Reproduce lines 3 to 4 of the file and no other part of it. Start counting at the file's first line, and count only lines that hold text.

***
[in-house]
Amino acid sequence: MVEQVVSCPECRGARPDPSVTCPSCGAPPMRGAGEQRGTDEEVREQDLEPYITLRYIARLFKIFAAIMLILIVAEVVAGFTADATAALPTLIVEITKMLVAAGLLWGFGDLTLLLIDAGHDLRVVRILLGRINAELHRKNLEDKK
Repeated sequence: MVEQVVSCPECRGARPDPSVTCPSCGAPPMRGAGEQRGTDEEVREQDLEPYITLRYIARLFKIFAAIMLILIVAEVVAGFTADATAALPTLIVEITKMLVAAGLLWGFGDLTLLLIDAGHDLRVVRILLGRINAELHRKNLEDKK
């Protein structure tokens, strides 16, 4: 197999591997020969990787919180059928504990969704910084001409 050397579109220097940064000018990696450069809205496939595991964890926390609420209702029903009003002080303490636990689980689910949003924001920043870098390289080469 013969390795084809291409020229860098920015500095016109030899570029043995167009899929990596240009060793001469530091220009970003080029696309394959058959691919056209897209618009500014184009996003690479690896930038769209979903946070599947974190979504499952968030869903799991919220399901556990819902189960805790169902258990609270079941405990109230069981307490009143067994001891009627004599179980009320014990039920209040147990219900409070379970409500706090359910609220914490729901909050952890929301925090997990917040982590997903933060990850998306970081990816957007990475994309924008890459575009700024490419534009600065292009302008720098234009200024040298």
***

Repeated sequence: MVEQVVSCPECRGARPDPSVTCPSCGAPPMRGAGEQRGTDEEVREQDLEPYITLRYIARLFKIFAAIMLILIVAEVVAGFTADATAALPTLIVEITKMLVAAGLLWGFGDLTLLLIDAGHDLRVVRILLGRINAELHRKNLEDKK
């Protein structure tokens, strides 16, 4: 197999591997020969990787919180059928504990969704910084001409 050397579109220097940064000018990696450069809205496939595991964890926390609420209702029903009003002080303490636990689980689910949003924001920043870098390289080469 013969390795084809291409020229860098920015500095016109030899570029043995167009899929990596240009060793001469530091220009970003080029696309394959058959691919056209897209618009500014184009996003690479690896930038769209979903946070599947974190979504499952968030869903799991919220399901556990819902189960805790169902258990609270079941405990109230069981307490009143067994001891009627004599179980009320014990039920209040147990219900409070379970409500706090359910609220914490729901909050952890929301925090997990917040982590997903933060990850998306970081990816957007990475994309924008890459575009700024490419534009600065292009302008720098234009200024040298």